How to make a CORS request with Javascript

0. Introduction

This easy tutorial helps you send a CORS request using Javascript to get data from Carriots. We will use the Carriots Meteorological data from our weather station. See more about the Meteo Weather Station or look at the latest weather data in these Weather Graphs.
In this project you will learn how to:

  • Format and send a CORS request from Javascript
  • Decode the JSON data received from Carritos to get specific values


Music to listen: Joan Baez - A Hard Rain's Gonna Fall


1. Project Schema

CORS (Cross-Origin Resource Sharing) allows cross-domain communication from the web browser. It constructs its code on top of the XML HttpRequest object. By adding extra response headers, CORS enables requests that normally wouldn't be allowed between sites because of same origin policy.

Here is the overall diagram of how CORS works with Carriots:

  • Schema


2. Create the HTML layout

Using your favorite code editor, enter the following code into an HTML document:

The most important part of this code is the onclick event. It starts the process of calling the CORS request by calling the calculateRequests function. In the Javascript code we will see that the calculateRequests function will call the CORS method specifying different query parameters to get the information we want.


3. Create the CORS request

In this example, we create three CORS 'GET' requests that will give us all the data streams registered in the Carriots Meteorological device for the parameters that we send. We will send two URL parameters, at_from and at_to. The first will specify the time of the first stream we want and the second the time of the last stream we want (now). The data will be returned in JSON format.

We will use the apikey and device of the Carriots Meteorological station

  • Device ID developer: madrid@carriotsMeteo.carriotsMeteo
  • Read-only apikey: a3dd2a33c514de9ed0ad1e8e751a82a8c699916858b1ad0a6e2425d71cce48ea

When you make pages using your own data, be sure to change these values for your own. They can be found in your Carriots Control Panel.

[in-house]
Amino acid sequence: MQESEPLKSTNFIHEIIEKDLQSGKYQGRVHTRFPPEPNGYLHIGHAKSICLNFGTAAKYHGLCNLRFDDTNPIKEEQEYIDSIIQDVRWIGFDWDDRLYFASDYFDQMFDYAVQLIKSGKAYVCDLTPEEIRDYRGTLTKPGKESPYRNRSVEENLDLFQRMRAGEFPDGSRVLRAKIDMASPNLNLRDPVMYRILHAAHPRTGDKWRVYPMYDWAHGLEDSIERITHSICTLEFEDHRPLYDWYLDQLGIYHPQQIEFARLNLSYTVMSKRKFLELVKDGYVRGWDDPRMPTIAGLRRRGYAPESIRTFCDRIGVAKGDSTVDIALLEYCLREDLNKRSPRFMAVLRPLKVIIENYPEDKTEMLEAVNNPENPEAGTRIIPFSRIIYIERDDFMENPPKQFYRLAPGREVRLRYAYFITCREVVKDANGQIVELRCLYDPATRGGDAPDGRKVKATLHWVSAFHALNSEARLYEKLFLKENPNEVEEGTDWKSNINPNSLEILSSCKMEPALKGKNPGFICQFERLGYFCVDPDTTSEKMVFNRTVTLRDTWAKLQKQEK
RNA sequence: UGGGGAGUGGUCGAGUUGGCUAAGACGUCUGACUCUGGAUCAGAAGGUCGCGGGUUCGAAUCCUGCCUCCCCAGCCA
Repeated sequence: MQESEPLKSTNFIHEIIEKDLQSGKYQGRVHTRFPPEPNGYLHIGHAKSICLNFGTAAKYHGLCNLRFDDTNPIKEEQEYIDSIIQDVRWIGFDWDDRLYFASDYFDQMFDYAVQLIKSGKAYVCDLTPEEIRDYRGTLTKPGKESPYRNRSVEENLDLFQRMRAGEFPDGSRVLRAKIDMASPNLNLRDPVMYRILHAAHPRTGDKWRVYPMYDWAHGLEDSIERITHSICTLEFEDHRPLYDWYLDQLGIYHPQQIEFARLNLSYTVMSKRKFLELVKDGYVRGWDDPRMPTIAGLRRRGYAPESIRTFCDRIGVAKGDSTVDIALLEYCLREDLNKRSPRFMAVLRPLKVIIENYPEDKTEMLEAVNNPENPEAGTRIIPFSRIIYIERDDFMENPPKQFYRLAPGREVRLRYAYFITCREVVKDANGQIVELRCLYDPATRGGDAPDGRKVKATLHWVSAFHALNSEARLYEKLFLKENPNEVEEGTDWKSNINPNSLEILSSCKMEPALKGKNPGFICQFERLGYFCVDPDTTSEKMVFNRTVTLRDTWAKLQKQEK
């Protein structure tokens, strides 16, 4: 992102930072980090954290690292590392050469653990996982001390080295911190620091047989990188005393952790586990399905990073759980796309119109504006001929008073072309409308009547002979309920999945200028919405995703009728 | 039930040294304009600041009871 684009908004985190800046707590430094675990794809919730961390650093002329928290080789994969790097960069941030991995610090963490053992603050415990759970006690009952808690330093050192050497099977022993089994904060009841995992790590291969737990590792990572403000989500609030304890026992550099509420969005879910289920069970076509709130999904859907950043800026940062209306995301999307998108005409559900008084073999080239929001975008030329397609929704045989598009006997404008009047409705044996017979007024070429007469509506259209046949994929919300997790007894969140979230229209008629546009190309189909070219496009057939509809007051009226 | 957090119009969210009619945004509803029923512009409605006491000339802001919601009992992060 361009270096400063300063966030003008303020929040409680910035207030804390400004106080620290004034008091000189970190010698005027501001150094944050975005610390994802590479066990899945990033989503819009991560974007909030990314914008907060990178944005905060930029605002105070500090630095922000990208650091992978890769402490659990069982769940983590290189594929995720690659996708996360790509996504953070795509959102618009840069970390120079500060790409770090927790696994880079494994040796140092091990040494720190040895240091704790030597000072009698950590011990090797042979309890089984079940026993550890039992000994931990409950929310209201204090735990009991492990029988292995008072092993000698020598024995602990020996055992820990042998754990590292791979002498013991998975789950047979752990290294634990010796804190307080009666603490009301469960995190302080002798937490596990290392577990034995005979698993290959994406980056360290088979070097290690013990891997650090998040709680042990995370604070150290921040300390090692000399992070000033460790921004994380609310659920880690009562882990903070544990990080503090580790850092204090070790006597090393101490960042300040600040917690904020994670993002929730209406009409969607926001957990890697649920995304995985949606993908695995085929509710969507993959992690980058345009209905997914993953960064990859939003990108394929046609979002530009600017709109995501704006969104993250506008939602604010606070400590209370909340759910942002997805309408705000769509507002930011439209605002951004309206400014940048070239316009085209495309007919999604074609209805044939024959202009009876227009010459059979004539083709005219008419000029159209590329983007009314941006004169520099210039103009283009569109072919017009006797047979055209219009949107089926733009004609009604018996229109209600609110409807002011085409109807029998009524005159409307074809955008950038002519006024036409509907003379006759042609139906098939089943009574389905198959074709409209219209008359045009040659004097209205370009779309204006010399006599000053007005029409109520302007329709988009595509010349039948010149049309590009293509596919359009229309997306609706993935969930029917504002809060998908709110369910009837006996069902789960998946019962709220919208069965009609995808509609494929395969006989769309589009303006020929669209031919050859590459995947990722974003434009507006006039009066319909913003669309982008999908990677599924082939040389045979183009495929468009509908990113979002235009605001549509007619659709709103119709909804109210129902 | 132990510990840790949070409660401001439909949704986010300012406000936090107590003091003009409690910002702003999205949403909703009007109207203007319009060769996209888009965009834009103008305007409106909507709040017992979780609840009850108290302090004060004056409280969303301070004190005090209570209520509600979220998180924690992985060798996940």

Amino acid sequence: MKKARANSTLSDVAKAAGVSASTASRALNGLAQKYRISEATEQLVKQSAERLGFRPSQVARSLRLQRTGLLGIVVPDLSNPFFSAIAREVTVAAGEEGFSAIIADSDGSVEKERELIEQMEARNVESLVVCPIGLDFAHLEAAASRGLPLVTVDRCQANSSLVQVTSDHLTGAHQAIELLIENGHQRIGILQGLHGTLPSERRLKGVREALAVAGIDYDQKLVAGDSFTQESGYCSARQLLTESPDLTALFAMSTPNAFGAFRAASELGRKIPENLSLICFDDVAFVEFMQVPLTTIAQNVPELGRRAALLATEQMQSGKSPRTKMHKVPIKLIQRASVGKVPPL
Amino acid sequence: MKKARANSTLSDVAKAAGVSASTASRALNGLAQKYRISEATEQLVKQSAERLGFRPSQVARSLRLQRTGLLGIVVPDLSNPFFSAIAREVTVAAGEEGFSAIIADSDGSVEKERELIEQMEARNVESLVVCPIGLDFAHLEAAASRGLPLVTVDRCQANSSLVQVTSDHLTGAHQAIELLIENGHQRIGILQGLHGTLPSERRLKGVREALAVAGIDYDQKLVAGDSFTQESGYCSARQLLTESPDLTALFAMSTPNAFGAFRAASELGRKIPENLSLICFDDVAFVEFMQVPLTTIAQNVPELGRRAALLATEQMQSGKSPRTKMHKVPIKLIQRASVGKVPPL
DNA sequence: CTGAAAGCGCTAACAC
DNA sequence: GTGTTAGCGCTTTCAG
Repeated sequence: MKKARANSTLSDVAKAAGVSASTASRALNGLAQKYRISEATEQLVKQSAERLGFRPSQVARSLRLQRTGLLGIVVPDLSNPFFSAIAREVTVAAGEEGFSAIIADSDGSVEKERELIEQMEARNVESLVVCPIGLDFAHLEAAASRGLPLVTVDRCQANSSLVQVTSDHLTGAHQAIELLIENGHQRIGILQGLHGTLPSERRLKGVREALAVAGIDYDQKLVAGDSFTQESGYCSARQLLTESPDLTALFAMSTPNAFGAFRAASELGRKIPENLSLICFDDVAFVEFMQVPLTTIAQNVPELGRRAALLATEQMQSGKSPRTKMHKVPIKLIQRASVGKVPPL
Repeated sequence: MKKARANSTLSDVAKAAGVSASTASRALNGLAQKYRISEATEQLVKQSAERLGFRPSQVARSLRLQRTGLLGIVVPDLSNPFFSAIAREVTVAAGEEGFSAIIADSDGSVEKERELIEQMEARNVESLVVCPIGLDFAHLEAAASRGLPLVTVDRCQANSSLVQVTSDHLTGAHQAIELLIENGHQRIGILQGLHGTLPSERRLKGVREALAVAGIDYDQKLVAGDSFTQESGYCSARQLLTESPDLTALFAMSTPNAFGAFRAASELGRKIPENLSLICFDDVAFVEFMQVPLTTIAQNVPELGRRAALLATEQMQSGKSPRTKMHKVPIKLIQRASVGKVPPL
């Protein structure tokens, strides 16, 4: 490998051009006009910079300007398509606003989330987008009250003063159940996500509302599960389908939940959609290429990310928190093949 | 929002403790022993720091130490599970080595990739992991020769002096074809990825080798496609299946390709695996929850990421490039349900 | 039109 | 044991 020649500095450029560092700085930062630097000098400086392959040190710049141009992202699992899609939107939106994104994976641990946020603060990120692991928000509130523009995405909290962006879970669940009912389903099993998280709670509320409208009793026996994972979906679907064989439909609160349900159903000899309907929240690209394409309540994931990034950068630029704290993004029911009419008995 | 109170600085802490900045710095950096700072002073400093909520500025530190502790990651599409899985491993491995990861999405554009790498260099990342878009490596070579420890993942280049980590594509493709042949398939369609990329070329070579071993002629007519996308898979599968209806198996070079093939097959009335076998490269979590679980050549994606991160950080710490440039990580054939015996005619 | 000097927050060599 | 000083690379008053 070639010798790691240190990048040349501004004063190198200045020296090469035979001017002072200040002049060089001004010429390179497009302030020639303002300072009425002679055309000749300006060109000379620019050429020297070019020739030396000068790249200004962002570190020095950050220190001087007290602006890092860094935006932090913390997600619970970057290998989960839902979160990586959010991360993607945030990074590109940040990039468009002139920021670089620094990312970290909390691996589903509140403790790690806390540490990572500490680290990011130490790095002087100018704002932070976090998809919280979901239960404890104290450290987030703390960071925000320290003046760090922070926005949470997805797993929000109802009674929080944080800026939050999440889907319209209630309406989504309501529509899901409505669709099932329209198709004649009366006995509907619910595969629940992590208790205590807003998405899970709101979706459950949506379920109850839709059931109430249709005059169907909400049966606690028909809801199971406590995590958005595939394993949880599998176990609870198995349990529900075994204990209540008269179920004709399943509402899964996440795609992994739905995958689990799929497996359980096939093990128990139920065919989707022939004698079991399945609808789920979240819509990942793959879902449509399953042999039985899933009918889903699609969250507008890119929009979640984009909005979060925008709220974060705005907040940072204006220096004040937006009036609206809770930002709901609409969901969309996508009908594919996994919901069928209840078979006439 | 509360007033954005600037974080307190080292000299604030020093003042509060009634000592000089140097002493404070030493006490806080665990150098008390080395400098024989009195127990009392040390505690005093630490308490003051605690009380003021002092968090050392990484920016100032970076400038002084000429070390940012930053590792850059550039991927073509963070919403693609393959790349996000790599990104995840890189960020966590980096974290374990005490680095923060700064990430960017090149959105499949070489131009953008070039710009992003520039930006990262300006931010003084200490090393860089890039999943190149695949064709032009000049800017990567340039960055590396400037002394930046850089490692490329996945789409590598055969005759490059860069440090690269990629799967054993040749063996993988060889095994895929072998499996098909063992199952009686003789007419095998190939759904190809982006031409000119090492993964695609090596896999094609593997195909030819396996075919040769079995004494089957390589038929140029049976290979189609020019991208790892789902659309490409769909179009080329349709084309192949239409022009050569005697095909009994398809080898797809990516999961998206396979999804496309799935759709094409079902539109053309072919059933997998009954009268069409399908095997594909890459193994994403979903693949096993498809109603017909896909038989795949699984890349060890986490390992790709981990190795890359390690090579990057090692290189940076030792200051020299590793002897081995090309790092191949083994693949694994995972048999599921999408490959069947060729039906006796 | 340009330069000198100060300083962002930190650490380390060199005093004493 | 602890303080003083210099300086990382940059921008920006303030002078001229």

Open a new Javascript file with the name corsRequestTutorial.js. The Javascript code has four functions. The function called in the onclick event from the HTML document is calculateRequests. This function calculates the current date/time and then calculates the date/time from one day before the current time (and after, it calculates the date/time for one week and one month (30 days) prior). It then calls the makeCorsRequest function and passes the method ('GET'), the URL with the current date/time and the date/time of one day prior and the request we are making (day, week or month). In turn, the function then calls the createCORSRequest function which creates the XHR object. We then add the headers needed for our petition to reach Carriots successfully. When the JSON with the data is returned, we call the decode function to extract the information (the temperature) that we want from the JSON string.

This is the corsRequestTutorial.js Javascript code.

Its time to test our CORS request code using a web navigator.


4. Check the results

Now that you have completed the HTML and Javascript documents it's time to test it out. Go to the folder where you have the HTML document saved and right click on it. Open it using a web browser. You should see something like this.

  • HTML CORS Test

Now click the 'Get Data' button. If you've done everything correctly, the input boxes will fill with values. This means that your CORS request has retrieved the data correctly. It should look like this.

  • CORS Result